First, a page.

Pubdate: Tue, 05 Nov 2013
Source: Eagle-Tribune, The (MA)
Copyright: 2013 The Eagle-Tribune
Author: John J. Toole


A New Hampshire House panel has put up a stop sign on recreational 
use of marijuana just months after the Legislature decriminalized the 
drug for medical reasons.

On an 11-7 vote, the House Criminal Justice and Public Safety 
Committee recommended killing House Bill 492.

Chairman Laura Pantelakos, D-Portsmouth, said she was unwilling to 
support the bill at this point, preferring to see how other states 
fare in allowing recreational use of marijuana.

"Let's see what Washington state and Colorado do," Pantelakos said.

But she said she also had doubts about the bill for other reasons.

"This doesn't send a very good message to young people," she said.

Pantelakos isn't alone in opposing decriminalizing marijuana for 
recreational purposes.

A spokesman for Gov. Maggie Hassan has said she would veto such a 
bill if the Legislature sent her one.

Senate President Chuck Morse, R-Salem, also said he opposed the bill.

The House will take up the committee's recommendation in January, but 
advocates have acknowledged decriminalization was unlikely to happen 
in the coming session.

They have said they expect that could take several years to accomplish.

"I am pleased the House committee considered this and the vote was as 
close as it was," said Kirk McNeil of Derry, executive director for 
the New Hampshire Coalition for Common Sense Marijuana Policy. "I'm 
not surprised this hasn't come around to legislative fruition yet. 
But it pleases me people are starting to realize the cost of the drug 
war is absolutely ridiculous."

Matt Simon, state director for another advocacy group, the Marijuana 
Policy Project, said while public opinion has shifted in favor of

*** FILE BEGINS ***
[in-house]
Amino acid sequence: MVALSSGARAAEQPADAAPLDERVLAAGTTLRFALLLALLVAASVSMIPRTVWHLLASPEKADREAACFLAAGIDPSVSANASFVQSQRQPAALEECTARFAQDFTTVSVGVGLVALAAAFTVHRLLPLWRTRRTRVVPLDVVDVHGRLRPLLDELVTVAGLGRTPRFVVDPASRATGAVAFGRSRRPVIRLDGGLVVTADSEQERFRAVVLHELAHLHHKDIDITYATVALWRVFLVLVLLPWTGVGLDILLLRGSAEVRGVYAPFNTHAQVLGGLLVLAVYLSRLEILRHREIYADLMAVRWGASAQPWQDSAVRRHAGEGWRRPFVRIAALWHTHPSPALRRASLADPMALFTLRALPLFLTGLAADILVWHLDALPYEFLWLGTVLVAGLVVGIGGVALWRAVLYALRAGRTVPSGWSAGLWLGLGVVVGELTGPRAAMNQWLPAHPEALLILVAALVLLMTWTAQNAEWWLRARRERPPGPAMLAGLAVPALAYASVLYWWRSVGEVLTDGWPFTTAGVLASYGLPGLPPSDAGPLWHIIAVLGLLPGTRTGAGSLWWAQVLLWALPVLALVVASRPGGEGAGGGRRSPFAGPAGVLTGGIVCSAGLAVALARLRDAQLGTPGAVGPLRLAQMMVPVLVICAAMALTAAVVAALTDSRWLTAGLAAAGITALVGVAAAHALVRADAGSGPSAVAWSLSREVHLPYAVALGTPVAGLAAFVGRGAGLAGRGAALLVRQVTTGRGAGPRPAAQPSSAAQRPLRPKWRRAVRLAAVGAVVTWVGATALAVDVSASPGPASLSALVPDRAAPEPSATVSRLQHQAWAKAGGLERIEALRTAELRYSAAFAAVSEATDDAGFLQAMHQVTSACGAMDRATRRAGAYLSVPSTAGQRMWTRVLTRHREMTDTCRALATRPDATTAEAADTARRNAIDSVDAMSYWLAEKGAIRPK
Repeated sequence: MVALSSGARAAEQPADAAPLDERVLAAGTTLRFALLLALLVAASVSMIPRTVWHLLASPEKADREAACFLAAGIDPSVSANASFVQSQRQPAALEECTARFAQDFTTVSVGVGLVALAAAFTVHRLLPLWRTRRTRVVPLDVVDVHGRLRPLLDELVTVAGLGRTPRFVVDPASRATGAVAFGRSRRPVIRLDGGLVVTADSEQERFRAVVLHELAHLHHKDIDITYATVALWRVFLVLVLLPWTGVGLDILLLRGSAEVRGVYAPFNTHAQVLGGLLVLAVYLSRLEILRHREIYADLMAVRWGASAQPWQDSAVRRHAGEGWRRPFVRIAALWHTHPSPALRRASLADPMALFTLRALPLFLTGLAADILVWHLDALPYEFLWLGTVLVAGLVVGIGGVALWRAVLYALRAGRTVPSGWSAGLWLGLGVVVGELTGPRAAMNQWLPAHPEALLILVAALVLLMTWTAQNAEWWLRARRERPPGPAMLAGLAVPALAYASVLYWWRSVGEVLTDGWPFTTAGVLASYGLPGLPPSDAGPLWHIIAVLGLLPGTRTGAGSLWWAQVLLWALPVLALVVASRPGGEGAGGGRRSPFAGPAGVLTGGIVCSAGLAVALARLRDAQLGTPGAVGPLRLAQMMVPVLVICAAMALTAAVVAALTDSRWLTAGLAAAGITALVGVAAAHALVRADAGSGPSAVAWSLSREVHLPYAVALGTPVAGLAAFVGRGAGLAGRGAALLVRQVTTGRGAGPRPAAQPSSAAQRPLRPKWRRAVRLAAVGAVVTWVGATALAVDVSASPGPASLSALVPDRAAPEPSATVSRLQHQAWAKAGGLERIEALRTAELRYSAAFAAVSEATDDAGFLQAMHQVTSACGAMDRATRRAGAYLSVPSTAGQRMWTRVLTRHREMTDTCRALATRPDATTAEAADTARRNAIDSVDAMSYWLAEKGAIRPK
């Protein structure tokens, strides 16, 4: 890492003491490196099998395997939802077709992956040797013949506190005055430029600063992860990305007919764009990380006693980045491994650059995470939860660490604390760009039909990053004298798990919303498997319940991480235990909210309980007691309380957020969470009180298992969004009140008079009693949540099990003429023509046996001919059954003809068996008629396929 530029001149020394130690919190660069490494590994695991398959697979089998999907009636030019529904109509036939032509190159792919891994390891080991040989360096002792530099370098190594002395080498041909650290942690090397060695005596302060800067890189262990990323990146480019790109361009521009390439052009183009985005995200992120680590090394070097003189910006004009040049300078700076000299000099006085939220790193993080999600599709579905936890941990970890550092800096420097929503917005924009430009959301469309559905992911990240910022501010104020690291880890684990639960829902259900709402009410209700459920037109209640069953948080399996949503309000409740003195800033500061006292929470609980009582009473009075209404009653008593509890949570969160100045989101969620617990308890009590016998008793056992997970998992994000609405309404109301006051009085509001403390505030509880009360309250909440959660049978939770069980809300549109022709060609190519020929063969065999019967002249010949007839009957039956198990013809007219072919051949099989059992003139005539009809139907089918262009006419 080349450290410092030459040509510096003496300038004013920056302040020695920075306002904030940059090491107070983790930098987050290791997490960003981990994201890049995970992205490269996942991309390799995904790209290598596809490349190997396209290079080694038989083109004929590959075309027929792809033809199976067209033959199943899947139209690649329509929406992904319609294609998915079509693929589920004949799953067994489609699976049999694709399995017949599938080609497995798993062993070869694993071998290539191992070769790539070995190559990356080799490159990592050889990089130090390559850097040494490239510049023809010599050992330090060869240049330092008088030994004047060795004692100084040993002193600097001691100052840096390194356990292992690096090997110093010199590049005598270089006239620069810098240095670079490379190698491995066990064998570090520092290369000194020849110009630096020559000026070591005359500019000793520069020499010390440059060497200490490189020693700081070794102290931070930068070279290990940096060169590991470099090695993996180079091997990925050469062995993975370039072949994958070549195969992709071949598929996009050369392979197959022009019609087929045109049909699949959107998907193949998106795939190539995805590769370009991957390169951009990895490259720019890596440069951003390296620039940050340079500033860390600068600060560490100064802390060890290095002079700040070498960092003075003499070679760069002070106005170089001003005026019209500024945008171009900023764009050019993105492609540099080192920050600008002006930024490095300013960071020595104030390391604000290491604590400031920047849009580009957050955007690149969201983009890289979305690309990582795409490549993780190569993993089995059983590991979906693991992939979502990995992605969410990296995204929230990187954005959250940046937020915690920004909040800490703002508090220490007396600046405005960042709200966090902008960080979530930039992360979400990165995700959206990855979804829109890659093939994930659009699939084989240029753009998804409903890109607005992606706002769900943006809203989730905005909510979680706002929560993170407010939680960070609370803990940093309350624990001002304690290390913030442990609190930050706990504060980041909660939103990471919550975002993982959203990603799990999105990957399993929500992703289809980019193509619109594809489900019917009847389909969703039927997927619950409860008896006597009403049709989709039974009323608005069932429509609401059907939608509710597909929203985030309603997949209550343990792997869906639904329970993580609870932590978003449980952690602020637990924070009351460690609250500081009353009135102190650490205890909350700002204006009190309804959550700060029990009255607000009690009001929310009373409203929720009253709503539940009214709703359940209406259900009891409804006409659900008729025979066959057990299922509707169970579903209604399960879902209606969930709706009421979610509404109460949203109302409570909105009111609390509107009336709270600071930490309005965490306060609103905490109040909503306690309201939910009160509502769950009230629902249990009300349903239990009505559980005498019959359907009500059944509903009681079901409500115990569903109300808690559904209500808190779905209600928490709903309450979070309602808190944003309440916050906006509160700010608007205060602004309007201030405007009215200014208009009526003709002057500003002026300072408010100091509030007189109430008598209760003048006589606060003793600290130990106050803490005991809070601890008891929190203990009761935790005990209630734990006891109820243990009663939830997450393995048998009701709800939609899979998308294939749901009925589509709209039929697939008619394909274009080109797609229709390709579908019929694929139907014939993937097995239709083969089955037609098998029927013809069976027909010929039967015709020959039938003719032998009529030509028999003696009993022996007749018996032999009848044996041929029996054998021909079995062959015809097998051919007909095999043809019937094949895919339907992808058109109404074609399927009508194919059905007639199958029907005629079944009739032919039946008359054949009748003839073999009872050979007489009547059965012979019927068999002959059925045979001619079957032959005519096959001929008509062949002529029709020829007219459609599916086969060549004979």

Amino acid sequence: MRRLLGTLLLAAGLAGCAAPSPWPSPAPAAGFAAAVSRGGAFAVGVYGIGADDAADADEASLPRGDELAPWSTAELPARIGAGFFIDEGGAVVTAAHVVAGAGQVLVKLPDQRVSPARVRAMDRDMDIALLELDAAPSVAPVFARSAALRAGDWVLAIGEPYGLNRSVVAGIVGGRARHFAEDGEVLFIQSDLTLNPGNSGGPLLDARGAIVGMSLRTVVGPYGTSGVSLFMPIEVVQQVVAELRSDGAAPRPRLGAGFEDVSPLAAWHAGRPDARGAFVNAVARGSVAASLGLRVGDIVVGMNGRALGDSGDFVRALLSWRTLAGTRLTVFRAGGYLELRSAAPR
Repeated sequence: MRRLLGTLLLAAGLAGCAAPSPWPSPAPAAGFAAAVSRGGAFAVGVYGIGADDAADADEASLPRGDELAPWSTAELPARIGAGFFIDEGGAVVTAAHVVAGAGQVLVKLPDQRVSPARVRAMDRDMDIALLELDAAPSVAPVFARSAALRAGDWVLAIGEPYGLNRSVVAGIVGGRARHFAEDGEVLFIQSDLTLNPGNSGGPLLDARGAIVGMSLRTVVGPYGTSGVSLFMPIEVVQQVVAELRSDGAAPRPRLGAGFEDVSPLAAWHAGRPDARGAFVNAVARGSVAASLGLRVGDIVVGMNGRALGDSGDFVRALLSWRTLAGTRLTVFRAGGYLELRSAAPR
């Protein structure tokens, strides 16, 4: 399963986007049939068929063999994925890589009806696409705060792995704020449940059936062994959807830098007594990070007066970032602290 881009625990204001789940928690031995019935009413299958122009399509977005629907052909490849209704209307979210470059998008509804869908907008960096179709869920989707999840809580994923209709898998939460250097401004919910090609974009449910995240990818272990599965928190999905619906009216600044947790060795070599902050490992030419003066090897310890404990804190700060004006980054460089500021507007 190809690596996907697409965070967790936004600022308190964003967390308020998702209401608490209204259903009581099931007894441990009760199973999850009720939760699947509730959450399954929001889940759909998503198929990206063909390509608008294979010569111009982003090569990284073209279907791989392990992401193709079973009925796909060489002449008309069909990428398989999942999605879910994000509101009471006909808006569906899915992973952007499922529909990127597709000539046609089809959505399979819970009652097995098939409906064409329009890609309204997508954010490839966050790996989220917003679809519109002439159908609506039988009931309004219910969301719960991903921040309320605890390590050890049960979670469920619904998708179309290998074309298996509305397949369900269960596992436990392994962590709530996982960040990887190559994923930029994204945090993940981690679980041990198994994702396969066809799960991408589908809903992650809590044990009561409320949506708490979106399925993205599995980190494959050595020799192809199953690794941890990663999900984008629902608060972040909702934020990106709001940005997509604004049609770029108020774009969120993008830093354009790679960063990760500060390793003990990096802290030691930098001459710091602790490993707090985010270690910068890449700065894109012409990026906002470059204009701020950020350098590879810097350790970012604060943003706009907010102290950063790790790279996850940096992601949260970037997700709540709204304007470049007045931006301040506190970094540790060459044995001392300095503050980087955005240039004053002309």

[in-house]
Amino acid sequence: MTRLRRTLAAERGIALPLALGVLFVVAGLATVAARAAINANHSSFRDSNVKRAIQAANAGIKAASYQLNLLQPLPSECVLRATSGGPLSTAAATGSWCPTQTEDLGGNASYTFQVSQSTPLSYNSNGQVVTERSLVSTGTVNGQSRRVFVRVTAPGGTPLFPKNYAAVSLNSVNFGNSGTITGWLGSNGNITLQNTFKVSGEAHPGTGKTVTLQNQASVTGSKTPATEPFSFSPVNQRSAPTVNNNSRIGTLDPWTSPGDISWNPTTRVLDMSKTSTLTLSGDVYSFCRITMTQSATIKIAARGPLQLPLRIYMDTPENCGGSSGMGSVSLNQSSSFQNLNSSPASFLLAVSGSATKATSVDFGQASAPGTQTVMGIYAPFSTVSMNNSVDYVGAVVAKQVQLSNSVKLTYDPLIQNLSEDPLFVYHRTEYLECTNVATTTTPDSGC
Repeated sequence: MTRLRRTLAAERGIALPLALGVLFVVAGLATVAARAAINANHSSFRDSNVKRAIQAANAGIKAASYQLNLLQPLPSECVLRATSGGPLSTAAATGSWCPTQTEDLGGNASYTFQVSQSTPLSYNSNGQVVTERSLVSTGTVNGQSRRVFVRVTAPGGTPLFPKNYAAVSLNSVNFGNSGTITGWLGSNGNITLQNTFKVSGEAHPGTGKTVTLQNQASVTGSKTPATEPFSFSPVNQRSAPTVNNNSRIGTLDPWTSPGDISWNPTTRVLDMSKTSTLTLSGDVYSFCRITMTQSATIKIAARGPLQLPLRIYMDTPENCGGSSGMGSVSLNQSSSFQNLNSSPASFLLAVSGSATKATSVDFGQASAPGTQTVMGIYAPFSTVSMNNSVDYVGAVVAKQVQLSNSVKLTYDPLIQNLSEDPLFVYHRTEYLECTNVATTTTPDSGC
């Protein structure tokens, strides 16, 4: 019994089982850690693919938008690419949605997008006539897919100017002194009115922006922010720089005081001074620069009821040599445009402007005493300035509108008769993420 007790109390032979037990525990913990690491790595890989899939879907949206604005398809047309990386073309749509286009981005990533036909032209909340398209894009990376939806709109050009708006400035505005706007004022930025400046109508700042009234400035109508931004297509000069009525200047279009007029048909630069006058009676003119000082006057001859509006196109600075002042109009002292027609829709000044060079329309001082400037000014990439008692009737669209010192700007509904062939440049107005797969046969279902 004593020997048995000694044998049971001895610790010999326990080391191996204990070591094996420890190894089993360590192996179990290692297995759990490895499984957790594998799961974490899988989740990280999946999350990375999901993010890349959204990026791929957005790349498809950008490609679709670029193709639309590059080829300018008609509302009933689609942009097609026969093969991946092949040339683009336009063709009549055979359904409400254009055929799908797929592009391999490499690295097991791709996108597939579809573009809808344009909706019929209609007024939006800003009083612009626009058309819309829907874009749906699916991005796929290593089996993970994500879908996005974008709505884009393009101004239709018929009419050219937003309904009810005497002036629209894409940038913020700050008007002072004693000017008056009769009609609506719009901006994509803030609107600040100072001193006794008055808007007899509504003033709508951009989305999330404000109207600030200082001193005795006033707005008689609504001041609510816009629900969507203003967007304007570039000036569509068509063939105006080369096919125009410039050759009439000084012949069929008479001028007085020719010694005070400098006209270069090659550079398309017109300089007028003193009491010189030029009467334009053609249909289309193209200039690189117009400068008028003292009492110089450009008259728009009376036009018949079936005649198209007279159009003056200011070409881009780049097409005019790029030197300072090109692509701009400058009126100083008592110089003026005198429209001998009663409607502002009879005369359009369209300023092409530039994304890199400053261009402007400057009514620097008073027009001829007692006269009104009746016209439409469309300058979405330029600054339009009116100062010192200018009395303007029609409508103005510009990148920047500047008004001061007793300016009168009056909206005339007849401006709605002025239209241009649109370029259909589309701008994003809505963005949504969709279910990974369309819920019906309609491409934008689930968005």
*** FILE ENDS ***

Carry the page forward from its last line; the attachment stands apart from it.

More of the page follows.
legalization, lawmakers aren't there yet.

"Legislators are not quite ready to pull the trigger," he said.

Simon still holds out hope for the bill because he said "anything is 
possible" on the House floor, but he expects pro-marijuana lawmakers 
to bring in new legislation aimed at reducing penalties.

"That will stand a much better chance," he said.

The bill's sponsor, Rep. Steve Vaillancourt, R-Manchester, said on 
his blog that he will file a minority report urging passage of an 
amended version.

The bill would legalize possession of up to 1 ounce of marijuana.

It also would let the state license wholesale, retail, cultivation 
and testing facilities.

Vaillancourt said the proposal could generate $20 million to $30 
million in revenue for the state, because marijuana would be taxed.

He points to polls nationally and in New Hampshire showing 
respondents favoring the legalization of marijuana by wide margins.

The bill would limit marijuana use to adults 21 and older.

"Supporters of this bill are not saying that anyone should use 
marijuana, merely that it should be an option for consenting adults," 
Vaillancourt wrote.

Misdemeanor possession of any amount of marijuana in New Hampshire is 
punishable by up to one year in prison and a fine of $2,000.

If a person is found guilty of growing an ounce or less of marijuana, 
or possessing it with intent to sell, that is a felony punishable by 
up to three years in prison and a fine of up to $25,000.

Possession of an ounce or less of marijuana has been a civil penalty 
in Massachusetts since 2009, punishable by a fine of $100.

Simon said every state in New England except New Hampshire has 
enacted some form of decriminalization for recreational use of marijuana.

Though the New Hampshire Association of Chiefs of Police has 
consistently opposed legalizing marijuana, some in the law 
enforcement community have urged reform.

The superintendent for corrections in Cheshire County, Richard Van 
Wickler, has testified before the Legislature in favor of 
decriminalization, decrying the war on drugs for wasting money and 
costing lives.

"People are ahead of the politicians on this issue," said Van 
Wickler, a leader in Law Enforcement Against Prohibition.

Van Wickler expressed disappointment that New Hampshire didn't act 
when he testified for marijuana law reform a couple of years ago.

"My hope at the time was New Hampshire would have been responsible 
enough and had the courage to be one of the first to do this," he said.

Van Wickler maintains current drug policy is what allows drug dealers 
to flourish in neighborhoods today.

"When will New Hampshire get it? I don't know that they will," Van 
Wickler said.

Hassan earlier this year signed into law a bill allowing doctors to 
prescribe marijuana for medical reasons, but insisted on strict regulation.

The medical marijuana law allows the state to approve up to four 
dispensaries, but the process is expected to take at least 18 months.
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MAP posted-by: Jay Bergstrom